I reached the summit of Ben Macdui in 1 hour 45 mins, it must have been the midges keeping me moving fast! Or was it the anticipation of getting some photographs of the cloud dispersing?
I sat just off the summit of Macdui for over an hour, gazing out to the Cairn Toul-Braeriach plateau across the Lairig Ghru. Beautiful.
From just beyond Macduis summit you get a fantastic panorama of the Cairn Toul - Braeriach massive. From here you get a look into the huge Corries on these mountains. The snow patches in Braeriach's Garbh Coire Mor are looking good. This time last year they were just about melted away. This location and Ben Nevis's Observatory Gully are the two places were snow lingers all year round and only on a handful of occasions has the snow completely gone.
I headed East off Macdui's summit and into a seldom visited area where no paths exist. The last time I was here was in winter many years ago. The source of the Garbh Uisge Mor burn begins up here. A fascinating place with a few small snow patches hanging on amongst the boulders and beautiful vegetation. A fine place to camp in solitude. I spotted a few friendly Wheatear and Snow Bunting on my way down and across to Carn Etchachan
After lunch I visited the Snow Tunnels at the Feithe Buidhe slabs. A 'new' tunnel has formed since I was last here just over a week ago. This new one has a slightly low entrance of about 1 metre so a crawl was needed to explore inside. I came out wet with snow melt drops and the wet floor. Within 5 minutes I was completely dried out, a hot afternoon in store.
This whole area above Loch A'an is one of the finest places you can ever visit in the Cairngorms, indeed in the whole of the Highlands. A place with no paths just grand mountain, rock and water scenery. Since posting up pictures of the snow tunnels in the last week or so I have had 4 'enquiries' from folk on social media channels who have requested 'written route descriptions' of 'how to get to the snow'. As mentioned in earlier blog posts, it's half a day on pathless terrain at high altitudes. A full day in total. There is some knarly ground to get to the snow then it's a case of assessing the snow on the day to see if it is safe to explore. All this comes with experience of being in the Scottish mountains over many years. The main concern here is navigation. It would be completely unacceptable and unprofessional of me to start giving out route descriptions to folk. Someone even asked me 'what carpark do I start from?" I'll say no more on the matter!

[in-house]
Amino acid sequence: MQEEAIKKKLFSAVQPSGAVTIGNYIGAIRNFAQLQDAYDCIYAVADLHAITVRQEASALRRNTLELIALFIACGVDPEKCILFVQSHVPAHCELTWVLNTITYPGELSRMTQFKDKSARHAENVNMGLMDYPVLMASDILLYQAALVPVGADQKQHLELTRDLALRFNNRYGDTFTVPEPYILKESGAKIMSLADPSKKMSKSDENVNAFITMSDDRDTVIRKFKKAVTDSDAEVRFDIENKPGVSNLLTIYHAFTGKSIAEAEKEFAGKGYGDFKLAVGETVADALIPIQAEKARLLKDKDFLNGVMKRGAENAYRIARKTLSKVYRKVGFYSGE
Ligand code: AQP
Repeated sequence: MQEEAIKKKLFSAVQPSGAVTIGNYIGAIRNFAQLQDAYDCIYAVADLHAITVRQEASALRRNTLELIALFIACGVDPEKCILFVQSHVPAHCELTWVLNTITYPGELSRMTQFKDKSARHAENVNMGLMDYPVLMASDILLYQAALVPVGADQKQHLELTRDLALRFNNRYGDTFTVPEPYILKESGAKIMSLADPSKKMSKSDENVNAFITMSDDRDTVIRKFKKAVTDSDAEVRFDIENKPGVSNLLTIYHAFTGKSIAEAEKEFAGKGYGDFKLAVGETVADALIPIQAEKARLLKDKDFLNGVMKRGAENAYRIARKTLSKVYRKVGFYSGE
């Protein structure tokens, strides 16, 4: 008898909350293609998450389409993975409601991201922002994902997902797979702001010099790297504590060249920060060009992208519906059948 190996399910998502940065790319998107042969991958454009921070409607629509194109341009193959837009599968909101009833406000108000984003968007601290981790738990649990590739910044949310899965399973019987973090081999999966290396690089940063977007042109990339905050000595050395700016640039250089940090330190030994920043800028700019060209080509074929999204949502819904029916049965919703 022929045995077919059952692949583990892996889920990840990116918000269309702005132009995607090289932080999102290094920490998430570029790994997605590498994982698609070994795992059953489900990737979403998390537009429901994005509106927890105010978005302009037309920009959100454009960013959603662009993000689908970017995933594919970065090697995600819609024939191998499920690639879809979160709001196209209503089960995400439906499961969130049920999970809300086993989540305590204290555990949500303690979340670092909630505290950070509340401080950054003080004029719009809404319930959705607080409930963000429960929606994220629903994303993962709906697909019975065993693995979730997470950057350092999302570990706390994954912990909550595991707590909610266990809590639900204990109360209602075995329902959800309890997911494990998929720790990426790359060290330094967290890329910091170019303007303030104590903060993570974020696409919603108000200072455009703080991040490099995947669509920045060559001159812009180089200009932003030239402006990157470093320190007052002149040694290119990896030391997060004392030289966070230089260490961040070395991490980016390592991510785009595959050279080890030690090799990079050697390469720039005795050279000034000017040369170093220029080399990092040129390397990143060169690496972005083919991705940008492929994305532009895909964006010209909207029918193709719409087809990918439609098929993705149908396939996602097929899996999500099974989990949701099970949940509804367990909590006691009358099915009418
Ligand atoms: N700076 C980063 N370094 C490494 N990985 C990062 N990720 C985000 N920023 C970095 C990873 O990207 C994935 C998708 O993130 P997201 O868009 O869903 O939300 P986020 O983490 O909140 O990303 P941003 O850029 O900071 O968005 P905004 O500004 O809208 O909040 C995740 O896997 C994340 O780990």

After immersing myself in such beautiful and raw surroundings I then wandered back across the plateau late afternoon. It was still hot but a wee breeze so just enough to feel very comfortable and enjoyable and not overheating. I was just at the top of Stag Rocks getting some photographs when suddenly a beautiful Mountain Hare came running up from below me and abruptly stopped only a metre above my head. It looked straight at me in surprise! I'm not sure who was the most surprised though! Then a couple of minutes later a wonderful pair of Ptarmigan appeared. Brilliant.
Just 20 minutes from 1141m and I spotted another pair of Ptarmigan. This is great to see. Numbers of these beautiful birds in the Northern Cairngorms have been woefully low in recent times. Hopefully numbers are on the up. I hardly saw anyone all day until coming back down into Coire Cas. Another great bike ride back to the house from the carpark in beautiful early evening sunshine. Top day.
SATURDAY 15TH AUGUST
Another hot day in store with wall to wall sunshine in most places across the Highlands. The usual cloud dispersing by mid morning in the very warm temperatures. We headed out west and a couple of new Munros for Karen. Stob Coire Easain & Sob a' Choire Mheadhoin make a lovely ridge walk above Loch Treig. It must be nearly 20 years sine I last visited these mountains. It was quite quiet compared to stories I have heard from other Munro areas, we only saw around 20 folk all day. Another midgy morning and flies and deer keds and the odd cleg, but hey, it is like living in a different country just now!
These two Munros are commonly known as 'The Easians'. Being a ridge walk from East to West you have to return the same route, therefore going over Stob a' Choire Mheadhoin twice. We did notice some folk dropping down into the Northern coire between the two main summits. I think this is a longer, boggy and pathless way back to the carpark at Fersit?
After a hot day on the hill theres nothing like a wee swim in a nearby loch. The water was almost as warm as the air temperature (apparently). Another top day out in the hills. It was 27 C at 5pm on the way home. Thought it was warm.
SUNDAY 16TH AUGUST
A more relaxing day out today. The Monadhliath hills are some of the largest tracts of mountainous land in the country. There are just three sumits in the entire range that gain Munro status. Many of the hills are between 500 - 800m and remote. You could easily spend weeks climbing all these! You would probably not meet another single hillwalker too. Just like us today really. Apart from the walk in along the glen we saw no one high up. What we did see was plenty of wonderful wildlife, mainly the birds. Golden Eagle, Buzzard, Periguine Falcon, Whaetear, Pipits and probably lots more birds of prey that were looking at us but we didn't see!